'Thirty-three years of waiting, countless nights of yearning, and finally a map hand-drawn from memory, this is the moment of perfect release after 13 days.'
Editor's note: This article was originally published on January 3, 2022. It has since been updated.
A man who was abducted at the age of four has reconnected with his birth mother after over three decades, thanks to the power of the internet. Thirty-seven-year-old Li Jingwei—who works in Guangdong Province in southern China—was able to find his way back to his birth family after a hand-drawn map of his childhood hometown gained attention in China. According to VICE, although Li knew that he had been kidnapped as a child, he couldn't remember the names of his birth parents, his village, or even his original name. However, he did remember the city he grew up in and certain notable landmarks around his home.
After posting a map online of his childhood home drawn from memory, it took only days for the 37-year-old to find his birth mother.https://t.co/QLyDxplu7H— VICE Asia (@viceasia) December 31, 2021
Since he'd had no luck getting leads from his adoptive parents or entering his DNA into a national database, Li—who was worried his birth parents wouldn't be alive for much longer—decided to harness the power of the internet. The day before Christmas, he posted a video on Douyin (the Chinese equivalent of TikTok) in which he showed a map he had drawn from a memory of his childhood home. The detailed pencil sketch included features like a building he believed to be a school, a bamboo forest, and a small pond.
"I'm a child who's finding his home. I was taken to Henan by a bald neighbor around 1989, when I was about four years old," he reportedly said in the video. "This is a map of my home area that I have drawn from memory." The video instantly took off on the social media platform and Li was soon able to narrow down his hometown with the help of authorities. Their investigation found that he might've been kidnapped from Zhaotong, a mountainous city in Yunnan, and sold to a family who had badly wanted a son in Lankao County in Henan Province, almost 2000km (about 1243 miles) away.
Social engineering has awful consequences:— Charmaine Yoest (@CharmaineYoest) July 14, 2021
"Historically, child abduction was linked, at least in part, to China’s one-child policy... some couples resorted to buying young boys on the black market to ensure they would have a son." https://t.co/7PnzQXeYuh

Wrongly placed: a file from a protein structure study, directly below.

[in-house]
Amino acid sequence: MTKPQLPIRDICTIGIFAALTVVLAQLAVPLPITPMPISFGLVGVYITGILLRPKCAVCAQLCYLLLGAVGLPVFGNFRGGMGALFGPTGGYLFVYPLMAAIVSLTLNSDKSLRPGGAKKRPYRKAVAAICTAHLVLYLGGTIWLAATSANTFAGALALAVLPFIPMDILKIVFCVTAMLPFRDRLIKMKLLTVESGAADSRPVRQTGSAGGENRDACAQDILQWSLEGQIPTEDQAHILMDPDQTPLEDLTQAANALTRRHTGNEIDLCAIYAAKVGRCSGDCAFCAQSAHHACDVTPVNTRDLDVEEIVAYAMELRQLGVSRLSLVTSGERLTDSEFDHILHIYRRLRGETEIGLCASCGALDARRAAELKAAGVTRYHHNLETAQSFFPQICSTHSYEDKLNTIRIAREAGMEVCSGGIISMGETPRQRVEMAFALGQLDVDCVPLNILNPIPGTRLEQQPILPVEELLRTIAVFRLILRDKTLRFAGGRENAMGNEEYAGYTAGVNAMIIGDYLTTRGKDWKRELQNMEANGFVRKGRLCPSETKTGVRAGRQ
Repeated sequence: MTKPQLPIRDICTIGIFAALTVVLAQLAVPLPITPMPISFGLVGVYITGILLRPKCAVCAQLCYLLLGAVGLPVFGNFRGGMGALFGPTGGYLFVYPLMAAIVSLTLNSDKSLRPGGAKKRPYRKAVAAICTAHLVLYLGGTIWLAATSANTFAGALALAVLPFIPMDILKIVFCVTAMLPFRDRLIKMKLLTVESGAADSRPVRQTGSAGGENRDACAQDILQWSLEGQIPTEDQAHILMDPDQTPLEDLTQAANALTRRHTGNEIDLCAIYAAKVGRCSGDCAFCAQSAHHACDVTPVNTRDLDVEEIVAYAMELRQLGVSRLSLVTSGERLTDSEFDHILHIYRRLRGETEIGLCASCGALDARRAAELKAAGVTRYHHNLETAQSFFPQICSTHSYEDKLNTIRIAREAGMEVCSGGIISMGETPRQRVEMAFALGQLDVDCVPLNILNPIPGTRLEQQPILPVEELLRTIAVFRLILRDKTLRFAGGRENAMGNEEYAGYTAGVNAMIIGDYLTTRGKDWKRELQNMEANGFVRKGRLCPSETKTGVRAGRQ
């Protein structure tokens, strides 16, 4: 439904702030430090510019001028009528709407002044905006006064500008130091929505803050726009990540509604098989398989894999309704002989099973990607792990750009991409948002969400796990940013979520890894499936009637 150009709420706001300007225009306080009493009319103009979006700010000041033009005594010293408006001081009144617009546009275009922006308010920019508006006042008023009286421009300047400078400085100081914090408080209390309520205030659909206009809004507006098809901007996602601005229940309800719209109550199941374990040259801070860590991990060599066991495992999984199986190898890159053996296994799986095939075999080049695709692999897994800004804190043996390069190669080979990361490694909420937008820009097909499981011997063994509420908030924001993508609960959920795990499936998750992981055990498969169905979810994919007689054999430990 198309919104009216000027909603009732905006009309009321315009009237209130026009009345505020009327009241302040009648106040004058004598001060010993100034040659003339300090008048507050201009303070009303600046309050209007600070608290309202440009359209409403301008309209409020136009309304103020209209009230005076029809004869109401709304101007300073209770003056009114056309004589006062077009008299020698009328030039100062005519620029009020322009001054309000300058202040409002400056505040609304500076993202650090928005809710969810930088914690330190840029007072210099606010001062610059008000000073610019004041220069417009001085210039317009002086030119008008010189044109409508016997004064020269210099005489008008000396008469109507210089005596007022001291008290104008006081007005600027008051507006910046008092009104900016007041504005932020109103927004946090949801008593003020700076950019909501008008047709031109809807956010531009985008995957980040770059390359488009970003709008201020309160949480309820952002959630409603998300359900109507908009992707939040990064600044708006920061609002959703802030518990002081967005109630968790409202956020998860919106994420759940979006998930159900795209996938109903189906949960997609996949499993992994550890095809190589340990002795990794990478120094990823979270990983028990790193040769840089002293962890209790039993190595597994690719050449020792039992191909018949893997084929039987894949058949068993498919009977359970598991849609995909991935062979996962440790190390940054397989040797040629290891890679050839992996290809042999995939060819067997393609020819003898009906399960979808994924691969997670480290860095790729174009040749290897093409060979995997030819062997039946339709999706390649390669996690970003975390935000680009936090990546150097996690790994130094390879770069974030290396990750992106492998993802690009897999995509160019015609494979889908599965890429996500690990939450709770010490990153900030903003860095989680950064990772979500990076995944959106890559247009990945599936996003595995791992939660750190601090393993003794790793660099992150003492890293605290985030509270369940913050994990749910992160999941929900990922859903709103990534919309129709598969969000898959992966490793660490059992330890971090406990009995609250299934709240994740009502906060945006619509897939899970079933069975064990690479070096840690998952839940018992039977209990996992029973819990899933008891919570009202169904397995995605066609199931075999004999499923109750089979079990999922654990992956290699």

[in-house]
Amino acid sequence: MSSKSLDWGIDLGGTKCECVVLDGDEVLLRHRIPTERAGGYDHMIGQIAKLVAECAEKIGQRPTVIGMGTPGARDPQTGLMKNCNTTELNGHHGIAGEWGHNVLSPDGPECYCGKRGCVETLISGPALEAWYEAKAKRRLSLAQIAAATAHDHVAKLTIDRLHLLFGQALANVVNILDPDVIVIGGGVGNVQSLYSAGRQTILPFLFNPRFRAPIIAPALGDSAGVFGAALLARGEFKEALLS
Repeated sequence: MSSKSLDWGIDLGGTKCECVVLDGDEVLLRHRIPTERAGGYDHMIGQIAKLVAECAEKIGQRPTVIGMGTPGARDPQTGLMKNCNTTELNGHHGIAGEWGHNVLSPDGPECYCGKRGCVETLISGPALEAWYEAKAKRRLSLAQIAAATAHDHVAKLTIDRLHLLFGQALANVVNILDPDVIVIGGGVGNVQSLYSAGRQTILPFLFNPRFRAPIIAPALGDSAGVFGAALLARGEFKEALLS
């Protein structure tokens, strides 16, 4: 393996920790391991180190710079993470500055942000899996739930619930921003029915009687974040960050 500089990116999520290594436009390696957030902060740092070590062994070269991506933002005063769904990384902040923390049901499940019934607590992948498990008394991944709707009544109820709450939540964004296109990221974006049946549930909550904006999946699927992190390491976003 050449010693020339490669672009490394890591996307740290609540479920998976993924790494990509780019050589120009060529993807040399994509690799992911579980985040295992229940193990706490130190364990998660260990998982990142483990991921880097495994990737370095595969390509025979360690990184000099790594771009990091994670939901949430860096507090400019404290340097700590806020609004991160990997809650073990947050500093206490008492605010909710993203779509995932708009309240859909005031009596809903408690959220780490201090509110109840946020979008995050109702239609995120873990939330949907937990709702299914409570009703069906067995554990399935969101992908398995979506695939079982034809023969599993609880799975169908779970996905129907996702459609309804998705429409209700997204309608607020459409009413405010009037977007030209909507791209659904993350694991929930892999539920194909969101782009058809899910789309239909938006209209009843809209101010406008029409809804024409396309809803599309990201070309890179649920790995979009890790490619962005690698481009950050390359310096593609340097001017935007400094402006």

With traditional Chinese culture giving more preference to sons—and the country's strict decades-long one-child policy turning the sale of stolen children into a thriving business—many young abducted boys find their way onto the black market and are matched with families eager to have a son. This year, a number of high-profile cases of young men abducted as children reuniting with their birth families drew attention from across the world. One of them was the reunion of Guo Gangtang—a man in Shandong Province who spent 24 years riding across the country on a motorcycle in search of his long-lost child—and his son Guo Xinzhen in July.
Another case that inspired Li to launch an online effort to trace his birth parents was that of Sun Haiyang, who found his missing son after 14 years earlier in January 2022. "Seeing Sun Haiyang and Guo Gangtang successfully reunited with their families, I also hope to find my own birth parents, return home and reunite with my family," Li told local media after posting his hand-drawn map. Within days of his story garnering the attention of news outlets, local authorities, and netizens, Li was put in touch with potential family members.
My God, this is soooo moving! ❤️— Erik Solheim (@ErikSolheim) December 12, 2021
After more than a decade searching throughout China 🇨🇳, Sun Haiyang and his wife finally found their missing son Sun Zhuo. In 2007, he was lured away by a stranger while playing on the street.
On a phone call with a woman believed to potentially be his biological mother, she accurately described a scar on his chin he had gotten from falling off a ladder as a boy. Subsequent DNA tests confirmed that the pair were related, the Douyin account of China’s Public Security Ministry's Anti-Human Trafficking Office confirmed on December 28. The mother and son pair are due to meet each other for the first time in 33 years on January 1. Li's biological father is no longer alive. "Thirty-three years of waiting, countless nights of yearning, and finally a map hand-drawn from memory, this is the moment of perfect release after 13 days," Li wrote on his Douyin profile. "Thank you, everyone, who has helped me reunite with my family."